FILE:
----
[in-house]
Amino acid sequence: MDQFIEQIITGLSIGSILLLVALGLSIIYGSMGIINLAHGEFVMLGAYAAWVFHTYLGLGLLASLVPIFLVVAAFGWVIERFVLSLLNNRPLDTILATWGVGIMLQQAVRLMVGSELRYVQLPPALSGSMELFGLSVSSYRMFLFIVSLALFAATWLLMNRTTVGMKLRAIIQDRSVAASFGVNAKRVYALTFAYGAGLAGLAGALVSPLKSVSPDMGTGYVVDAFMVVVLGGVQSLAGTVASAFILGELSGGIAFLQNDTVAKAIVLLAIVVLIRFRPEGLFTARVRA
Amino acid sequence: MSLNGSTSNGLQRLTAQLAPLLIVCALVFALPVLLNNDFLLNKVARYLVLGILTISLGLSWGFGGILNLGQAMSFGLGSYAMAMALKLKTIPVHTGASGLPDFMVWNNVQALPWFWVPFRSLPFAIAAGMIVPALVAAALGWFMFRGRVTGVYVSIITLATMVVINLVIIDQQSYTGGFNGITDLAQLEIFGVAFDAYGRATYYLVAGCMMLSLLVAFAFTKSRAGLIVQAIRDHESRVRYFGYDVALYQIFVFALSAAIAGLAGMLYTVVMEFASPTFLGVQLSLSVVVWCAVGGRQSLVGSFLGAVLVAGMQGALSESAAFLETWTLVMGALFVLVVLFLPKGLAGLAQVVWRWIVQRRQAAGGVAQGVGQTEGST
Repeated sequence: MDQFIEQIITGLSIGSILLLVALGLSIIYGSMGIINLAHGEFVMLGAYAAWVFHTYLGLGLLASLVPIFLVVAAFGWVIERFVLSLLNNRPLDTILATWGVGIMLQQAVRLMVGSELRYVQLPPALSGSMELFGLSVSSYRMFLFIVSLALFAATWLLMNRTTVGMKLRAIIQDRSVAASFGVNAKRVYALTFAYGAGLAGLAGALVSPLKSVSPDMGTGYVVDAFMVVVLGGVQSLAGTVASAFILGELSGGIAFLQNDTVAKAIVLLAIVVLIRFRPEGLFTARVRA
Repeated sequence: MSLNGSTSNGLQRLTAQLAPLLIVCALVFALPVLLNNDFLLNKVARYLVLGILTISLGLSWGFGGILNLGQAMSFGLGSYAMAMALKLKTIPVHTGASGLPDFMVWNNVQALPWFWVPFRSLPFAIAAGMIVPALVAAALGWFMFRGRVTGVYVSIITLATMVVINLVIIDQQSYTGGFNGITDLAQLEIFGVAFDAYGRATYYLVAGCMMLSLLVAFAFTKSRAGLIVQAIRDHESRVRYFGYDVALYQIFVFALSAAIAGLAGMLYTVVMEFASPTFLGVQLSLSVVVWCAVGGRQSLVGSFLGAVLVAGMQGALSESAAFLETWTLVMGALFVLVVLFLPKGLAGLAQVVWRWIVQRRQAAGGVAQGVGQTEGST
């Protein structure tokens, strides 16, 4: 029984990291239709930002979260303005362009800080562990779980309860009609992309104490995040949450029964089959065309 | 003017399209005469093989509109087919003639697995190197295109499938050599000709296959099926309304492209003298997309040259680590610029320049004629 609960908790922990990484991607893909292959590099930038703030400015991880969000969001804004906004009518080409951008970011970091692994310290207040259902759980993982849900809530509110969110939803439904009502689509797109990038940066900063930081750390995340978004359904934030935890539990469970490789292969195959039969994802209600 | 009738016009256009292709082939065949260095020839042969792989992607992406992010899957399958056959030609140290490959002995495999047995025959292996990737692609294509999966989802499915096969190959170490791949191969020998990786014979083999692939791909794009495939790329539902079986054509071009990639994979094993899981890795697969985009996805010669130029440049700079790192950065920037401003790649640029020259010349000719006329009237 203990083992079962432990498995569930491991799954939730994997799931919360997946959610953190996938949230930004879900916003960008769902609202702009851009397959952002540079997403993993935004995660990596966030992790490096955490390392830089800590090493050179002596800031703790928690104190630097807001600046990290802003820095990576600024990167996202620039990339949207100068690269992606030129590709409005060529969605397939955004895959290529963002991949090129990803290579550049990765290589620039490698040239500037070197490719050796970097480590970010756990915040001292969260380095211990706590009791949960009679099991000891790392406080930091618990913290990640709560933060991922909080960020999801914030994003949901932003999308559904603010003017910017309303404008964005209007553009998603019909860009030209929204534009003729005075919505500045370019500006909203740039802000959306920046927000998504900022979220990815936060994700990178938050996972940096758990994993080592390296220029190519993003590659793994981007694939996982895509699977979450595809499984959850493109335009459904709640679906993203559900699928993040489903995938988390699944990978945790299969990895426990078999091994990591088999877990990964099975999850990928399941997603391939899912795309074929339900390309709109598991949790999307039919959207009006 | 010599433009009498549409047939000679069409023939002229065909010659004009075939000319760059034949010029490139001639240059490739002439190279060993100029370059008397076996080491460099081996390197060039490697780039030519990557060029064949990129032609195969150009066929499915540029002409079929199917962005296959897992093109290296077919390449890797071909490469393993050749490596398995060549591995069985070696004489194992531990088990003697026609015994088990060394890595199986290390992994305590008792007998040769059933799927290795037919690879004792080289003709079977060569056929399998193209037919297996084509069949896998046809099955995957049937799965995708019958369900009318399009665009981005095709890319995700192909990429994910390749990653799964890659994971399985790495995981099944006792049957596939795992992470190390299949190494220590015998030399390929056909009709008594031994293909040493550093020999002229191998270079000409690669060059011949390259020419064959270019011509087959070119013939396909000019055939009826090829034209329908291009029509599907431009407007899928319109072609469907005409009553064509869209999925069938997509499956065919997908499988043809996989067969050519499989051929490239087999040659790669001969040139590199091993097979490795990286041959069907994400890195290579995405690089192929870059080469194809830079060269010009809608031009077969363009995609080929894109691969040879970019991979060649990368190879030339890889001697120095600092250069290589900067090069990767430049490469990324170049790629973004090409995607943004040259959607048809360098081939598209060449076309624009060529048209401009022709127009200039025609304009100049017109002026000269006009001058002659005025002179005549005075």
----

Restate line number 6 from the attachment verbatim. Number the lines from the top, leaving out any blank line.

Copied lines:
């Protein structure tokens, strides 16, 4: 029984990291239709930002979260303005362009800080562990779980309860009609992309104490995040949450029964089959065309 | 003017399209005469093989509109087919003639697995190197295109499938050599000709296959099926309304492209003298997309040259680590610029320049004629 609960908790922990990484991607893909292959590099930038703030400015991880969000969001804004906004009518080409951008970011970091692994310290207040259902759980993982849900809530509110969110939803439904009502689509797109990038940066900063930081750390995340978004359904934030935890539990469970490789292969195959039969994802209600 | 009738016009256009292709082939065949260095020839042969792989992607992406992010899957399958056959030609140290490959002995495999047995025959292996990737692609294509999966989802499915096969190959170490791949191969020998990786014979083999692939791909794009495939790329539902079986054509071009990639994979094993899981890795697969985009996805010669130029440049700079790192950065920037401003790649640029020259010349000719006329009237 203990083992079962432990498995569930491991799954939730994997799931919360997946959610953190996938949230930004879900916003960008769902609202702009851009397959952002540079997403993993935004995660990596966030992790490096955490390392830089800590090493050179002596800031703790928690104190630097807001600046990290802003820095990576600024990167996202620039990339949207100068690269992606030129590709409005060529969605397939955004895959290529963002991949090129990803290579550049990765290589620039490698040239500037070197490719050796970097480590970010756990915040001292969260380095211990706590009791949960009679099991000891790392406080930091618990913290990640709560933060991922909080960020999801914030994003949901932003999308559904603010003017910017309303404008964005209007553009998603019909860009030209929204534009003729005075919505500045370019500006909203740039802000959306920046927000998504900022979220990815936060994700990178938050996972940096758990994993080592390296220029190519993003590659793994981007694939996982895509699977979450595809499984959850493109335009459904709640679906993203559900699928993040489903995938988390699944990978945790299969990895426990078999091994990591088999877990990964099975999850990928399941997603391939899912795309074929339900390309709109598991949790999307039919959207009006 | 010599433009009498549409047939000679069409023939002229065909010659004009075939000319760059034949010029490139001639240059490739002439190279060993100029370059008397076996080491460099081996390197060039490697780039030519990557060029064949990129032609195969150009066929499915540029002409079929199917962005296959897992093109290296077919390449890797071909490469393993050749490596398995060549591995069985070696004489194992531990088990003697026609015994088990060394890595199986290390992994305590008792007998040769059933799927290795037919690879004792080289003709079977060569056929399998193209037919297996084509069949896998046809099955995957049937799965995708019958369900009318399009665009981005095709890319995700192909990429994910390749990653799964890659994971399985790495995981099944006792049957596939795992992470190390299949190494220590015998030399390929056909009709008594031994293909040493550093020999002229191998270079000409690669060059011949390259020419064959270019011509087959070119013939396909000019055939009826090829034209329908291009029509599907431009407007899928319109072609469907005409009553064509869209999925069938997509499956065919997908499988043809996989067969050519499989051929490239087999040659790669001969040139590199091993097979490795990286041959069907994400890195290579995405690089192929870059080469194809830079060269010009809608031009077969363009995609080929894109691969040879970019991979060649990368190879030339890889001697120095600092250069290589900067090069990767430049490469990324170049790629973004090409995607943004040259959607048809360098081939598209060449076309624009060529048209401009022709127009200039025609304009100049017109002026000269006009001058002659005025002179005549005075």